The mercurial Martin Stephenson returns to the studio for his latest
eclectic recording. Having forsaken the trappings of big record companies
and taken the DIY approach to the limits--his last recording cost £9.99
(about $15) to make--this time it was back to the studio with a large
supporting cast, collectively described as The Force. Hence the album title.
Stephenson has always had a knack for producing highly infectious pop
tunes, one of which ("Orange is the Colour of Joy") opens the album. In its
earlier incarnation it was a simple yet effective tune; here it takes on
new life with the soul/gospel inflected backing vocals. Backini's later
remix adds a beat, some echo, horns and swirling backing vocals as pop goes
The album has a few bluesy moments, most notably on "The Sun's Coming Out,"
and "Blind Man's Blues." The former has shades of Rev. Gary Davis with
12-string guitar laid over a half-speed bad rave beat/sample. The end
result is a Piedmont meets Club sound, if you can imagine such a thing!
"Blind Man's Blues" is much more straightforward: Stephenson sings and
demonstrates his fingerpicking skills whilst Australian exile Gypsy Dave
Smith adds the fine slide guitar.
There is gospel too. "All Ways Us" has some terrific gospel-infused backing
vocals. On "Time for Jesus," support comes from vocal group Brighton Goes
Gospel Unplugged, selected with a little help from the Internet. They later
do their own thing on "Baba Num Sana" an African traditional song performed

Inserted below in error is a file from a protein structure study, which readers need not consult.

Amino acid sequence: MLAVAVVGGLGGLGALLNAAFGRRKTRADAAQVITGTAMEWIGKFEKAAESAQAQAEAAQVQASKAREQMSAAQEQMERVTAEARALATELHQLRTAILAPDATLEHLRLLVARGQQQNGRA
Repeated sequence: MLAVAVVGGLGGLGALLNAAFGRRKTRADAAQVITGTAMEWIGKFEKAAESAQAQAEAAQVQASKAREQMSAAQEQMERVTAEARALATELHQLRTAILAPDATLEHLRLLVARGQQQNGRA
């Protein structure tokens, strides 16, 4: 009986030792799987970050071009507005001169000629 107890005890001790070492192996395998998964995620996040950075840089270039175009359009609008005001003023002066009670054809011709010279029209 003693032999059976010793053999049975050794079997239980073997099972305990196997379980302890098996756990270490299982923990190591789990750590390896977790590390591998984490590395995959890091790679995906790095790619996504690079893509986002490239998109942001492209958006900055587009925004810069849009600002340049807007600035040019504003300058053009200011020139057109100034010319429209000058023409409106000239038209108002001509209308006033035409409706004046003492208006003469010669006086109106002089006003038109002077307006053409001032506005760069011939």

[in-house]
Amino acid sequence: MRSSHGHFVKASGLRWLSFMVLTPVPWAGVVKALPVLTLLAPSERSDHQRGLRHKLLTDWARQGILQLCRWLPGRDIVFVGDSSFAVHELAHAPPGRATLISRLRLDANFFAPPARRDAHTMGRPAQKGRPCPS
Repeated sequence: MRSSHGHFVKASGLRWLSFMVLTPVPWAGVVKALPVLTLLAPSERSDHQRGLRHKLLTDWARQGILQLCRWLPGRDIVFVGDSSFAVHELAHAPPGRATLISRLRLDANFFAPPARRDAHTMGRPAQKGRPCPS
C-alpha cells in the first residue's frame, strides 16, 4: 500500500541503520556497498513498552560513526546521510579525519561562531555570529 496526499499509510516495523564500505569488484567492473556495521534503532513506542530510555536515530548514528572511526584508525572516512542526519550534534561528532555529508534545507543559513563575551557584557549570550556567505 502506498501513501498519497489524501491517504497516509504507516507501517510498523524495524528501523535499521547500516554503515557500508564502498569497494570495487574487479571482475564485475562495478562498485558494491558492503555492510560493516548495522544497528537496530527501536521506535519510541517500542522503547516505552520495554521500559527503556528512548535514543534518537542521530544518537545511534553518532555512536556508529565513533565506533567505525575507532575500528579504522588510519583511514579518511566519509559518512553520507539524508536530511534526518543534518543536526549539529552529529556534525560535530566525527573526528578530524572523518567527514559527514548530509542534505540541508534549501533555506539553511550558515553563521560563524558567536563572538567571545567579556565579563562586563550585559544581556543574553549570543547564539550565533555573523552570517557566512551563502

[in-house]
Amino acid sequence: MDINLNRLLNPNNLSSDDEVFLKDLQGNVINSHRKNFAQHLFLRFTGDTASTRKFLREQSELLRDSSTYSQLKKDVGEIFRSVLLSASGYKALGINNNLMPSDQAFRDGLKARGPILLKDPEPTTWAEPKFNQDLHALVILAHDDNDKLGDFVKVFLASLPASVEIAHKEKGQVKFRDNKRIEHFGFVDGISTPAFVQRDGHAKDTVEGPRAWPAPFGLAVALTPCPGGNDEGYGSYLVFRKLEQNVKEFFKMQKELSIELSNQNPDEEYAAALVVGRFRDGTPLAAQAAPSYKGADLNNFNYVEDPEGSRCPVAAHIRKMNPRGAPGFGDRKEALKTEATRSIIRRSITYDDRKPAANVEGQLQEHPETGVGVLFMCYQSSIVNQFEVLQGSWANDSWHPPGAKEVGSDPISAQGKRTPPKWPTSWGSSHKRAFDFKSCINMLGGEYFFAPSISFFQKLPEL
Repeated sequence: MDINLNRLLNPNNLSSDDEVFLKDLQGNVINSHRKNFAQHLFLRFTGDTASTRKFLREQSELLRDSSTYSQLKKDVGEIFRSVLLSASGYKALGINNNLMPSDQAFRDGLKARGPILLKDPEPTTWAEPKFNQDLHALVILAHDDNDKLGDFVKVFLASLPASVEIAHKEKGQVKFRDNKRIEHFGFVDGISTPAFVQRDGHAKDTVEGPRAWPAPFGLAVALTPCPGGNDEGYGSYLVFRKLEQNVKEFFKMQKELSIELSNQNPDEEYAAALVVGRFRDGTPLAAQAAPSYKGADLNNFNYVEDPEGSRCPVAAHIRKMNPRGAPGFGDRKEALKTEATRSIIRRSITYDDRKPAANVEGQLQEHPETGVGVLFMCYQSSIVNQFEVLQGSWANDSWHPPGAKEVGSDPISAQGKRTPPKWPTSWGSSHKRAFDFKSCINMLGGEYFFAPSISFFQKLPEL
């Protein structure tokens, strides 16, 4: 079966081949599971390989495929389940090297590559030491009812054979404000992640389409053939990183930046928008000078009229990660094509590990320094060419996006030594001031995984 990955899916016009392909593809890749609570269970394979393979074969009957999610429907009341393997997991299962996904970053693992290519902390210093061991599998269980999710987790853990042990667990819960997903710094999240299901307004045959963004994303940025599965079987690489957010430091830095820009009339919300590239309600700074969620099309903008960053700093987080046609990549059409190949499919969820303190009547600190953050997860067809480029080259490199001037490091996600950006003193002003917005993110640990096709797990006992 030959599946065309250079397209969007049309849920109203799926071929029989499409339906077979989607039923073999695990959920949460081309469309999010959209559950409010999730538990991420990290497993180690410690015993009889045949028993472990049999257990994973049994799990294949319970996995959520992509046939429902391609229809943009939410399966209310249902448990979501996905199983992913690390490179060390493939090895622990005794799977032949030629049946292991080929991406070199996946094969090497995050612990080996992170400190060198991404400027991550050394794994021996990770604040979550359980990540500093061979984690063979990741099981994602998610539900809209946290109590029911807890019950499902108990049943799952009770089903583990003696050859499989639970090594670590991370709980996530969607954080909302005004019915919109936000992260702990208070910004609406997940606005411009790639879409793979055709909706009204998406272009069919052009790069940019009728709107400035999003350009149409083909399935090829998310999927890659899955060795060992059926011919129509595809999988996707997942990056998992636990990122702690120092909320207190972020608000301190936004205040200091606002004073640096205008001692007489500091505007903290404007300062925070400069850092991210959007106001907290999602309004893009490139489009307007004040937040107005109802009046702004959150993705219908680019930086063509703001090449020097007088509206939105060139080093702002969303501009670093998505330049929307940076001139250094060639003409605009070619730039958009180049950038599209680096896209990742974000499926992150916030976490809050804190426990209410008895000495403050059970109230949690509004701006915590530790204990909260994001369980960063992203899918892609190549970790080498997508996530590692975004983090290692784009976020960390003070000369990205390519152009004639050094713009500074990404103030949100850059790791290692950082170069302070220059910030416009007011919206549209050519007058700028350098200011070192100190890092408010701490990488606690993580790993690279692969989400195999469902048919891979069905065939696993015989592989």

acapella. And for those who like that sort of thing, there is even a Sacred
Harp feel to the round singing of "Collective Force."
A little bit of Latin America (the anti-bagpipe "Highland Bossa Nova"), a
bit of Western Swing (Robert Smith Wright's "Toodle Oodle Ooh!") and some
natural field recordings ("Sounds of the Garden" and "Henry Fosebrook and
the Woodland Orchestra") all add to the diversity. Running through the
album, though is a rich vein of the classy pop tunes that Stephenson
continues to turn out. The most memorable of these are probably "Every Step
Of The Way" and, somewhat ironically, "Long Forgotten." Both are relatively
simple tunes with lyrics that are easy to pick up but not so easy to forget.
There is not really a British equivalent of Americana, but if there was,
Martin Stephenson would exemplify the whole genre. Folk, pop, blues,
gospel, and much, much more, yet nearly all instantly recognizable as
Martin Stephenson. The addition of the various elements brought by The
Force adds an extra dimension that makes Stephenson's songs sound even
better. Albums like "Collective Force" help to lift the spirits and makes
the world seem a better place. Immensely enjoyable.
Simply click on the CD cover at left to order this CD NOW!
This review is copyright © 2002 by Gordon Baxter, and Blues On Stage at: www.mnblues.com, all rights reserved. Copy, duplication or download prohibited without written permission.
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